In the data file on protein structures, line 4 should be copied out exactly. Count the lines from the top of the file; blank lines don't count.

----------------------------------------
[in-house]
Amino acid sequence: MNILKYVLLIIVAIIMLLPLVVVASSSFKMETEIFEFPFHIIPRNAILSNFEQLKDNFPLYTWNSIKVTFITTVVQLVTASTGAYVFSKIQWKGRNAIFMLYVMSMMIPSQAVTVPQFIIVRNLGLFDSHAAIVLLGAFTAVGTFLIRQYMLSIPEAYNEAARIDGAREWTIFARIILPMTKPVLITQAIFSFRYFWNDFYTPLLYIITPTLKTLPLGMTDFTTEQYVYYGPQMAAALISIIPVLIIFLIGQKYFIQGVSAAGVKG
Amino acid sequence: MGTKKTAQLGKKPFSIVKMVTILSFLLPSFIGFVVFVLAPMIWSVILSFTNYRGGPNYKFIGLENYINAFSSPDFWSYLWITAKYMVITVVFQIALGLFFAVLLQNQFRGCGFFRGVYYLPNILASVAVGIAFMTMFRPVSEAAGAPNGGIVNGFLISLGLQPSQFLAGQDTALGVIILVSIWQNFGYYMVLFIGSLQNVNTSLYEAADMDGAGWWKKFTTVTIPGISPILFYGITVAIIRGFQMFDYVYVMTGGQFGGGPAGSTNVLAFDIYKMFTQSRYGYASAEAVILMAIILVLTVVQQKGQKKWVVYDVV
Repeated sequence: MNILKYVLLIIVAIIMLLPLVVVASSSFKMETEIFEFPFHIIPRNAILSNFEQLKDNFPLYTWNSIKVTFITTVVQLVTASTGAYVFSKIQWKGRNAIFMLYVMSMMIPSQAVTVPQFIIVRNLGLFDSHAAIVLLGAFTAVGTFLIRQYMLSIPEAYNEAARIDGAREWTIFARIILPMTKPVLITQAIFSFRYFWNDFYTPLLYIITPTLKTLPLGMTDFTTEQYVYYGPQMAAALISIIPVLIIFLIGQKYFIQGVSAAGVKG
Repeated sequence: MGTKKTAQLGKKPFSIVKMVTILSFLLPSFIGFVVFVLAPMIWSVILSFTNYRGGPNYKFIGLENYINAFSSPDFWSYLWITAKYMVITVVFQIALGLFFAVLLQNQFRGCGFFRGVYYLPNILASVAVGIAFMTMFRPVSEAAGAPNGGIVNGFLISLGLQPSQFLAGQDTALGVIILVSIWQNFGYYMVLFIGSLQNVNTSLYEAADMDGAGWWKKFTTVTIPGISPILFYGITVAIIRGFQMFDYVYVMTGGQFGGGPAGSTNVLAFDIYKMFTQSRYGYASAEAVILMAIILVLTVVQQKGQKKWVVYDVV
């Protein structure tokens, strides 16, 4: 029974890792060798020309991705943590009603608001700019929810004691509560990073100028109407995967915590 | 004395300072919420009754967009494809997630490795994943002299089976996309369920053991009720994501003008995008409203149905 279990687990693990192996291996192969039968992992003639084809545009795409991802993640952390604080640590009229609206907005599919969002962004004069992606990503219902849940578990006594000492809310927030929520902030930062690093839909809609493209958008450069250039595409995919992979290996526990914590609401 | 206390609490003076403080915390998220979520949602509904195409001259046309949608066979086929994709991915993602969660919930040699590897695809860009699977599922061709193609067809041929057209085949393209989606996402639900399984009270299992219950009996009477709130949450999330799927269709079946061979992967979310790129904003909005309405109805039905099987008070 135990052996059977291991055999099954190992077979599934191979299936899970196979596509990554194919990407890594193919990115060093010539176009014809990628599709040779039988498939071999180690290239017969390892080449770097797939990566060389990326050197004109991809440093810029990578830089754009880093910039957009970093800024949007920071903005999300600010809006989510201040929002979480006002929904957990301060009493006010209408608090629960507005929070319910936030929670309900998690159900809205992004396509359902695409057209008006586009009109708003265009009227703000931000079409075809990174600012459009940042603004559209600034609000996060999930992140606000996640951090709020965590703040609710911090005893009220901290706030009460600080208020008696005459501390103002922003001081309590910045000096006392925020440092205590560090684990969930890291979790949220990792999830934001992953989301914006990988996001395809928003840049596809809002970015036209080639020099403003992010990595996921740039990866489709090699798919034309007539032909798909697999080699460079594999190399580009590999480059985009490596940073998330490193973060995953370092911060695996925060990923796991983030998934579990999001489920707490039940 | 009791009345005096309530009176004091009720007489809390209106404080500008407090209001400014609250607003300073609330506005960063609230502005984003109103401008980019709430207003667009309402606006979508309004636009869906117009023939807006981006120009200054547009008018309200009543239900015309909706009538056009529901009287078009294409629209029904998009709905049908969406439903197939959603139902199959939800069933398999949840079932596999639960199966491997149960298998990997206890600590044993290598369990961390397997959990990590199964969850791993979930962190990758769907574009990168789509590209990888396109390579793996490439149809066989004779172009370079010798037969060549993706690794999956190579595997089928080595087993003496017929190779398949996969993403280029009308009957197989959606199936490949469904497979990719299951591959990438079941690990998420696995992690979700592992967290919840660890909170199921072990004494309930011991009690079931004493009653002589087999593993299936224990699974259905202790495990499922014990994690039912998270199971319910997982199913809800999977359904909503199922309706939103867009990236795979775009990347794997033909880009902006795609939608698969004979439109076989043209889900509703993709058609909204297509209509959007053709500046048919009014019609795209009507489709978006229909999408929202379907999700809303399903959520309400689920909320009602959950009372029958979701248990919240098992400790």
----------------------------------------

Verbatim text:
Repeated sequence: MNILKYVLLIIVAIIMLLPLVVVASSSFKMETEIFEFPFHIIPRNAILSNFEQLKDNFPLYTWNSIKVTFITTVVQLVTASTGAYVFSKIQWKGRNAIFMLYVMSMMIPSQAVTVPQFIIVRNLGLFDSHAAIVLLGAFTAVGTFLIRQYMLSIPEAYNEAARIDGAREWTIFARIILPMTKPVLITQAIFSFRYFWNDFYTPLLYIITPTLKTLPLGMTDFTTEQYVYYGPQMAAALISIIPVLIIFLIGQKYFIQGVSAAGVKG